3 Commerce and Economic Opportunity, Department of
4 Labor, and other agencies that may be relevant, shall
5 commission and publish a disparity and availability
6 study that measures the presence and impact of
7 discrimination on minority businesses and workers in
8 Illinois' clean energy economy. The Agency may hire
9 consultants and experts to conduct the disparity and
10 availability study, with the retention of those
11 consultants and experts exempt from the requirements
12 of Section 20-10 of the Illinois Procurement Code. The
13 Illinois Power Agency shall forward a copy of its
14 findings and recommendations to the Governor, the
15 General Assembly, and the Illinois Commerce
16 Commission. If the disparity and availability study
17 establishes a strong basis in evidence that there is
18 discrimination in Illinois' clean energy economy, the
19 Agency, Department of Commerce and Economic
20 Opportunity, Department of Labor, Department of
21 Corrections, and other appropriate agencies shall take
22 appropriate remedial actions, including race-conscious
23 remedial actions as consistent with State and federal
24 law, to effectively remedy this discrimination. Such
25 remedies may include modification of the equity
26 accountability system as described in subsection

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1 (c-10).
2 (c-20) Program data collection.
3 (1) Purpose. Data collection, data analysis, and
4 reporting are critical to ensure that the benefits of the
5 clean energy economy provided to Illinois residents and
6 businesses are equitably distributed across the State. The
7 Agency shall collect data from program applicants in order
8 to track and improve equitable distribution of benefits
9 across Illinois communities for all procurements the
10 Agency conducts. The Agency shall use this data to, among
11 other things, measure any potential impact of racial
12 discrimination on the distribution of benefits and provide
13 information necessary to correct any discrimination
14 through methods consistent with State and federal law.
15 (2) Agency collection of program data. The Agency
16 shall collect demographic and geographic data for each
17 entity awarded contracts under any Agency-administered
18 program.
19 (3) Required information to be collected. The Agency
20 shall collect the following information from applicants
21 and program participants where applicable:
22 (A) demographic information, including racial or
23 ethnic identity for real persons employed, contracted,
24 or subcontracted through the program and owners of
25 businesses or entities that apply to receive renewable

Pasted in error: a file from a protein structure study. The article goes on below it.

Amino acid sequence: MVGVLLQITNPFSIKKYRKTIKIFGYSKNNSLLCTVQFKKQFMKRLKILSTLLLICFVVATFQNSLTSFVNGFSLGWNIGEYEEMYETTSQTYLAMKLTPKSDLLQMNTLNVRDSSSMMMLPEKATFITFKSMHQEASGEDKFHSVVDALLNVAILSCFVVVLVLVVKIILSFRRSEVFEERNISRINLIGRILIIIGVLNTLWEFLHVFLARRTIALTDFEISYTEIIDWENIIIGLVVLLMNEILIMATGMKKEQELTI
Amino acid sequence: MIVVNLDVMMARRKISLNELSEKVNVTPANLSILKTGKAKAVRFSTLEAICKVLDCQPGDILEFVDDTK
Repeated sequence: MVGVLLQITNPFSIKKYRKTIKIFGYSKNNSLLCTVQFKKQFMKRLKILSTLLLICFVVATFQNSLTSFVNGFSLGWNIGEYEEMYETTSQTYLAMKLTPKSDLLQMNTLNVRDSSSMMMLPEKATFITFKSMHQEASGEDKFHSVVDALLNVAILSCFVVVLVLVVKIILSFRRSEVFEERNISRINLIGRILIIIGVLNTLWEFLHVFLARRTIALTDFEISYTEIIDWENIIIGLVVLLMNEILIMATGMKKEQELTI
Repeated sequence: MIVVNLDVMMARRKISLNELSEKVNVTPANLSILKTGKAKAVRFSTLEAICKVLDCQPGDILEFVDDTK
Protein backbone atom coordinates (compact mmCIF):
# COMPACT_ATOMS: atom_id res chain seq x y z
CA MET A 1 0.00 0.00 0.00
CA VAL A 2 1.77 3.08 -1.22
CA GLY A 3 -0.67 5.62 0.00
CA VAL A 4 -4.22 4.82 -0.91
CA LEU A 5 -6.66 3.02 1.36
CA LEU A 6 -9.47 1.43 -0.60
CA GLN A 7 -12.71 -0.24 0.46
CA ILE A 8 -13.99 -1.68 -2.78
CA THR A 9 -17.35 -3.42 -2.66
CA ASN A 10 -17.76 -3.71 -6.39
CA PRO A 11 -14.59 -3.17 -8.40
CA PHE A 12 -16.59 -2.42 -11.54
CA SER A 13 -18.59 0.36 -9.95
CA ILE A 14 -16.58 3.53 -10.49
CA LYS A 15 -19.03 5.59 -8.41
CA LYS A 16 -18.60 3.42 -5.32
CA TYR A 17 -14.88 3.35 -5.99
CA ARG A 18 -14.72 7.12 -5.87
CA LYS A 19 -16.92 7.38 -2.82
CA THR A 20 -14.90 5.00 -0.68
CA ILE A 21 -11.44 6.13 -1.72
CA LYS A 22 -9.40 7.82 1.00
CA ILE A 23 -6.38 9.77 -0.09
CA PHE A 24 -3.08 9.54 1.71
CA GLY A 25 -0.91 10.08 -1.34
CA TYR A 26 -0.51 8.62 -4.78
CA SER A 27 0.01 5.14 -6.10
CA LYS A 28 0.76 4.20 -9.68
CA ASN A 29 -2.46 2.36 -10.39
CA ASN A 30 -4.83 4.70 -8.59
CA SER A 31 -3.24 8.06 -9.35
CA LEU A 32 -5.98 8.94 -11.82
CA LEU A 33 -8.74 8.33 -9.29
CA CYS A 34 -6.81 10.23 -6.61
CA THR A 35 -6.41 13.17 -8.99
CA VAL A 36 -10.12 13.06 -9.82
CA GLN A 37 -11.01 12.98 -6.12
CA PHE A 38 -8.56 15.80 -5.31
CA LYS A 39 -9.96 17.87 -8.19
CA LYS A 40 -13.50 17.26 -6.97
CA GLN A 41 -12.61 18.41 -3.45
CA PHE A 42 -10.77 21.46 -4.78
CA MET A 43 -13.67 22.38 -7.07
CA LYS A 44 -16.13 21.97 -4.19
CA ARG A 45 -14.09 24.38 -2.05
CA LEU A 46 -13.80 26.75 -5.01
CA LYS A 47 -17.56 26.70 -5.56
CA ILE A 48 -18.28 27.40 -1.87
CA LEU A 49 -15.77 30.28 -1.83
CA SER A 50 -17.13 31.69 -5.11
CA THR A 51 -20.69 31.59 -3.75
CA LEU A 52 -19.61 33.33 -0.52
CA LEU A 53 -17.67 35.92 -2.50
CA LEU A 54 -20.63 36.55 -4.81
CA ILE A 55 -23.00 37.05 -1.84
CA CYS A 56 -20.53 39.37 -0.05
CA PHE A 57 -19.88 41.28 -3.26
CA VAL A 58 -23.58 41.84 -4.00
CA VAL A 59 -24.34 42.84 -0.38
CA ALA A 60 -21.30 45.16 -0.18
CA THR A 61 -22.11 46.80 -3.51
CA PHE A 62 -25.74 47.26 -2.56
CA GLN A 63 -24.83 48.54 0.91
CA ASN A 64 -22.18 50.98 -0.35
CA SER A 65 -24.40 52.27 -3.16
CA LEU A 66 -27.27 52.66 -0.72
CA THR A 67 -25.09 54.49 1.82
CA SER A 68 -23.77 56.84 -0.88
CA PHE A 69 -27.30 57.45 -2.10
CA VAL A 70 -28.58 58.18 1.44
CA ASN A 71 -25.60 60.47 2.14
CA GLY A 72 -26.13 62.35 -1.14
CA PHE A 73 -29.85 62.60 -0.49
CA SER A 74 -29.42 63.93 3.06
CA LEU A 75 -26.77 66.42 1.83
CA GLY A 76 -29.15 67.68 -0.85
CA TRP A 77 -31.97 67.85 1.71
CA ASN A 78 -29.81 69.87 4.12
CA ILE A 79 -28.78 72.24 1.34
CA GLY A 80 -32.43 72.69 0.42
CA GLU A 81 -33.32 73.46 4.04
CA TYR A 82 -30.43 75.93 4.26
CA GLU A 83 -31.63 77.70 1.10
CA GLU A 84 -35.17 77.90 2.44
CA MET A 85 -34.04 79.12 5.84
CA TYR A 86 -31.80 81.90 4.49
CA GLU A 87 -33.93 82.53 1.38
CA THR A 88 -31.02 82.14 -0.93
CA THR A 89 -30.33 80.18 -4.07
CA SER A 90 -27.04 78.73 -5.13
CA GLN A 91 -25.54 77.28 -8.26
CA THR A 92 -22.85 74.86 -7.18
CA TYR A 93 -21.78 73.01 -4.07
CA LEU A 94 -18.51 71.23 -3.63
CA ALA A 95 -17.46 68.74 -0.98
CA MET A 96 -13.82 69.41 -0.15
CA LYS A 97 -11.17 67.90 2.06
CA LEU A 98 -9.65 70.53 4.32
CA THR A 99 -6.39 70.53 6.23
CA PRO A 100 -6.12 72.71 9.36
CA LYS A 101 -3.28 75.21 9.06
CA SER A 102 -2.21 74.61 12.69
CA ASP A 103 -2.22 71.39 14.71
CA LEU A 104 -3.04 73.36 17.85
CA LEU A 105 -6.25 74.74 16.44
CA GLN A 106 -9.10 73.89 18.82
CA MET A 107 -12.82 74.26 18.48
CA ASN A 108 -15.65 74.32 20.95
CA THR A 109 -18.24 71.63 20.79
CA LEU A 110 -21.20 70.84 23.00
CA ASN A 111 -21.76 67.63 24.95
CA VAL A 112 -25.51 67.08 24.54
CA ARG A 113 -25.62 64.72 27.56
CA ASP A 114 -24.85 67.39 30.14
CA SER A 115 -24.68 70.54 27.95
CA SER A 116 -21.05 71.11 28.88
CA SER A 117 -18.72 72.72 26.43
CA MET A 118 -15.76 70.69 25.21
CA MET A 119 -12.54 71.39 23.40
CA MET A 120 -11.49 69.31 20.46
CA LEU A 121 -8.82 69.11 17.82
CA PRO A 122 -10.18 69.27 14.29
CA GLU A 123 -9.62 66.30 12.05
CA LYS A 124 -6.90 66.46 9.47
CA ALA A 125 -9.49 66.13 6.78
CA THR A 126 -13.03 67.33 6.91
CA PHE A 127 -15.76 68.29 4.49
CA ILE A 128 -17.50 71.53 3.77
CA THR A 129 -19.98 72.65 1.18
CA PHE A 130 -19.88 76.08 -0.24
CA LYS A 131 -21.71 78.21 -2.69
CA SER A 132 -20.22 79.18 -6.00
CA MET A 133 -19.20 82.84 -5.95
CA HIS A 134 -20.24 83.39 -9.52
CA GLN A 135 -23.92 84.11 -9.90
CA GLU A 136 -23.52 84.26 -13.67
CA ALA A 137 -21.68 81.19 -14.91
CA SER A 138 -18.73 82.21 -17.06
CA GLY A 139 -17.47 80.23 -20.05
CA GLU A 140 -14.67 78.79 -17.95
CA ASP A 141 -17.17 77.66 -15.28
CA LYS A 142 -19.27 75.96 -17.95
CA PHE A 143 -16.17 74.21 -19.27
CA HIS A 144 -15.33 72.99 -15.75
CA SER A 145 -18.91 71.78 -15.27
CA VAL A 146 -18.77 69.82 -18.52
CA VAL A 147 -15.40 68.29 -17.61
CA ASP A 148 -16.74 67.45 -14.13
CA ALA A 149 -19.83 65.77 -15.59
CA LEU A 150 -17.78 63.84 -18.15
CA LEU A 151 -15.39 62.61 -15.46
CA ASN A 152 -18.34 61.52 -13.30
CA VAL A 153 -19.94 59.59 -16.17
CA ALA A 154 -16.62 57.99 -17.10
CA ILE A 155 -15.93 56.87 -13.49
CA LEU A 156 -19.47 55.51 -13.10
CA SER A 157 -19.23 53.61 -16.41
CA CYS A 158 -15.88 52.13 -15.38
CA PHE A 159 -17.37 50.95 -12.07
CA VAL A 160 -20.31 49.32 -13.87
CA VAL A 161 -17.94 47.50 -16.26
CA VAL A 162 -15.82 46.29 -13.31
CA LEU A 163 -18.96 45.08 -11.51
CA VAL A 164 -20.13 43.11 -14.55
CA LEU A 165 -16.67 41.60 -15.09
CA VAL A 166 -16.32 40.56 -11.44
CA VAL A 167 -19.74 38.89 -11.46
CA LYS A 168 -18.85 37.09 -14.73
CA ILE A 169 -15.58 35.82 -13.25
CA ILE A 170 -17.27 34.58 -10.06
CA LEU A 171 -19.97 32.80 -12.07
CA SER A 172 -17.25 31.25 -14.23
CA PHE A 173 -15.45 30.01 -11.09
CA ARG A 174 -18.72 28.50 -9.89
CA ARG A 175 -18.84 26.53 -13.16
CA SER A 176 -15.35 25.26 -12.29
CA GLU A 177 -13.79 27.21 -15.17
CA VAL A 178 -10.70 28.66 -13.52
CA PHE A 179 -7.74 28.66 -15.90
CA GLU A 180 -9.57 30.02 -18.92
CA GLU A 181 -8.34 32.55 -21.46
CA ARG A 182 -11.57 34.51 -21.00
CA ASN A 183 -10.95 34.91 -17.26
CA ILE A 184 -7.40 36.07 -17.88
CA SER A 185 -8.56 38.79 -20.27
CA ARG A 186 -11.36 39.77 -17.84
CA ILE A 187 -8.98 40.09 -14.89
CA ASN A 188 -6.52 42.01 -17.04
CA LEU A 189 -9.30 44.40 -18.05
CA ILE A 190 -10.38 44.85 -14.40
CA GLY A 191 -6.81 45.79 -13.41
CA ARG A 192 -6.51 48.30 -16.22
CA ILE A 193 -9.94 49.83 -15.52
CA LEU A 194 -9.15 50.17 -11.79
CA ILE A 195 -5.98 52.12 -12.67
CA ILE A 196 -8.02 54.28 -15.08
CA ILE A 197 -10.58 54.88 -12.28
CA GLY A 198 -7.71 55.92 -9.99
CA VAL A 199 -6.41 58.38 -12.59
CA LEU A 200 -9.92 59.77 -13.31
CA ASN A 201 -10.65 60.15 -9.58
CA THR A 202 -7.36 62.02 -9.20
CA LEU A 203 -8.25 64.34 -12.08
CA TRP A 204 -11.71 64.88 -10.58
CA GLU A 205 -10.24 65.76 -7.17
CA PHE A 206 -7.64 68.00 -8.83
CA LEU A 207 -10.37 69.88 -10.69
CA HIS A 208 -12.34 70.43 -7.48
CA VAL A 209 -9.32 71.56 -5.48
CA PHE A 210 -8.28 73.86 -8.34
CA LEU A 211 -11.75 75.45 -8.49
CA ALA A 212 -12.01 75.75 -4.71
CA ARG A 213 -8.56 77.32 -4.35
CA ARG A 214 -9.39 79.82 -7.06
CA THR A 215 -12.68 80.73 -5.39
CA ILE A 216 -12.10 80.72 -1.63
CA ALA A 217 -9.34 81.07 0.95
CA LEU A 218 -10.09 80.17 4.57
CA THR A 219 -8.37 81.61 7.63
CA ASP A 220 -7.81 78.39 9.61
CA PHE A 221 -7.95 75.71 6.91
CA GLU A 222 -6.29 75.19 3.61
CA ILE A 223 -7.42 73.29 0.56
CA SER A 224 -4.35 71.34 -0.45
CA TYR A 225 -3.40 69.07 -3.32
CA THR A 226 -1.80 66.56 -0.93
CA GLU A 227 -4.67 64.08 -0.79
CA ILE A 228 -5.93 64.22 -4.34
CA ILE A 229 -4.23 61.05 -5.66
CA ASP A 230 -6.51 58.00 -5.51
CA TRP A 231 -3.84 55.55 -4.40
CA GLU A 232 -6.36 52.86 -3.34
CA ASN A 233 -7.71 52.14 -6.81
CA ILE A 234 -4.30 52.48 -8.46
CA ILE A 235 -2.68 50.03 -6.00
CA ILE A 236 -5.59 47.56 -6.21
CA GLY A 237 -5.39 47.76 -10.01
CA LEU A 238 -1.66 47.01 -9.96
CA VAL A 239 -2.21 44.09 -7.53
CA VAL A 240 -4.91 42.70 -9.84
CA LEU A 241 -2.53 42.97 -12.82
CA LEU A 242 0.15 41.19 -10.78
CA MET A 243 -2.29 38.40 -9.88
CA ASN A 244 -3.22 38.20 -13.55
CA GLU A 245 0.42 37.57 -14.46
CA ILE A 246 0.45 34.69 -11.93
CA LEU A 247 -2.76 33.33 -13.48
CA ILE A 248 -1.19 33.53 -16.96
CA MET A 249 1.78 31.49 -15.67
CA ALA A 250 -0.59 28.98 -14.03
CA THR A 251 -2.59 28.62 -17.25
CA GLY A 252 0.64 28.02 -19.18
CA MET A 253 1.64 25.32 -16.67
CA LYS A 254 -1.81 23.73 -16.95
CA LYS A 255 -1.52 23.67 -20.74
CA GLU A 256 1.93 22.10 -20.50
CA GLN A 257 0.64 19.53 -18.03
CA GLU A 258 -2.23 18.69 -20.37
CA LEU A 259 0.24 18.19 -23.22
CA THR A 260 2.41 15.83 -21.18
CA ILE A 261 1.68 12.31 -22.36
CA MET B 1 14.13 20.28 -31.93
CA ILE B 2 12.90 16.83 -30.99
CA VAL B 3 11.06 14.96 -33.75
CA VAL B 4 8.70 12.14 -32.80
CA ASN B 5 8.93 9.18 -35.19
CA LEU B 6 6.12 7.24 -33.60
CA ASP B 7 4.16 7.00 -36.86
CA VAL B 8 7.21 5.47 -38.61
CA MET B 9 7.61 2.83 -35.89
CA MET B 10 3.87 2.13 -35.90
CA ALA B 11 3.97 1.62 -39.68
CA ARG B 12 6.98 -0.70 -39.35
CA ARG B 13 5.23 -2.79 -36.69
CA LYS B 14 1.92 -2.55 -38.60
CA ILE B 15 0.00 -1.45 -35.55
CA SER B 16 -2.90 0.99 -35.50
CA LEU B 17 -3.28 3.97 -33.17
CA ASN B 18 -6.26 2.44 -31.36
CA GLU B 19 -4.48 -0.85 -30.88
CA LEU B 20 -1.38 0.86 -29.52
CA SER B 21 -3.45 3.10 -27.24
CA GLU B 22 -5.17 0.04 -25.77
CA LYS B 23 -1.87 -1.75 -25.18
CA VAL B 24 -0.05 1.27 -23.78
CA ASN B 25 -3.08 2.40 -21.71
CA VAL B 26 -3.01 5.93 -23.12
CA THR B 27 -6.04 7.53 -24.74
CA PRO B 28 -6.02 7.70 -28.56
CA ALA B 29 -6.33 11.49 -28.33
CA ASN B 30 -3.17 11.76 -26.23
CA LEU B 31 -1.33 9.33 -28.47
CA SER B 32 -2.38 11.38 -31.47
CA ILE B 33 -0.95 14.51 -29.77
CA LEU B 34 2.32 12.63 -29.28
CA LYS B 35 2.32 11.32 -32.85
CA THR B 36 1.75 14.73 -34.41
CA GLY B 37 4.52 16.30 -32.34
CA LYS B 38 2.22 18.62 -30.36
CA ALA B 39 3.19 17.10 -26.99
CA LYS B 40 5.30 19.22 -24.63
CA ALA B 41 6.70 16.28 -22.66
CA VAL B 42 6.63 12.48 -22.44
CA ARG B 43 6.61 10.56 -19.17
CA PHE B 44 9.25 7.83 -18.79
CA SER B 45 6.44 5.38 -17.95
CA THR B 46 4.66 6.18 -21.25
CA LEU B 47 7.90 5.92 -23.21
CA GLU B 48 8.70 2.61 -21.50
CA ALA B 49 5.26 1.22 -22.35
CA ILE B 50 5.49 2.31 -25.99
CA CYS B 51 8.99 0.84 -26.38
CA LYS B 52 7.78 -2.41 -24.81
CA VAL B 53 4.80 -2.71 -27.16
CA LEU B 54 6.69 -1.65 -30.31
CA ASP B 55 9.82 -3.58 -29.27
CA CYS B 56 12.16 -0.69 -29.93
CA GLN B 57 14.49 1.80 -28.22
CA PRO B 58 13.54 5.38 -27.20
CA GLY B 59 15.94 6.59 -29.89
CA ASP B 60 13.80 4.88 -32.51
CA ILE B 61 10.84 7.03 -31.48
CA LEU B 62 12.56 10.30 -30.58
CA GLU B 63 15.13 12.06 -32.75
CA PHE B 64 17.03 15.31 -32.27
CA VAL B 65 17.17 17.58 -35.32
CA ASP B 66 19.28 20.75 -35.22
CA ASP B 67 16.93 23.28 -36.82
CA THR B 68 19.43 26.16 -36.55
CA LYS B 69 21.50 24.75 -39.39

26 energy credits from the Agency;

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1 (B) geographic location of the residency of real
2 persons employed, contracted, or subcontracted through
3 the program and geographic location of the
4 headquarters of the business or entity that applies to
5 receive renewable energy credits from the Agency; and
6 (C) any other information the Agency determines is
7 necessary for the purpose of achieving the purpose of
8 this subsection.
9 (4) Publication of collected information. The Agency
10 shall publish, at least annually, information on the
11 demographics of program participants on an aggregate
12 basis.
13 (5) Nothing in this subsection shall be interpreted to
14 limit the authority of the Agency, or other agency or
15 department of the State, to require or collect demographic
16 information from applicants of other State programs.
17 (c-25) Energy Workforce Equity Database.
18 (1) The Agency, in consultation with the Department of
19 Commerce and Economic Opportunity, shall create an Energy
20 Workforce Equity Database, and may contract with a third
21 party to do so ("database program administrator"). If the
22 Department decides to contract with a third party, that
23 third party shall be exempt from the requirements of
24 Section 20-10 of the Illinois Procurement Code. The Energy
25 Workforce Equity Database shall be a searchable database
26 of suppliers, vendors, and subcontractors for clean energy

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1 industries that is:
2 (A) publicly accessible;
3 (B) easy for people to find and use;
4 (C) organized by company specialty or field;
5 (D) region-specific; and
6 (E) populated with information including, but not
7 limited to, contacts for suppliers, vendors, or
8 subcontractors who are minority and women-owned
9 business enterprise certified or who participate or
10 have participated in any of the programs described in
11 this Act.
12 (2) The Agency shall create an easily accessible,
13 public facing online tool using the database information
14 that includes, at a minimum, the following:
15 (A) a map of environmental justice and equity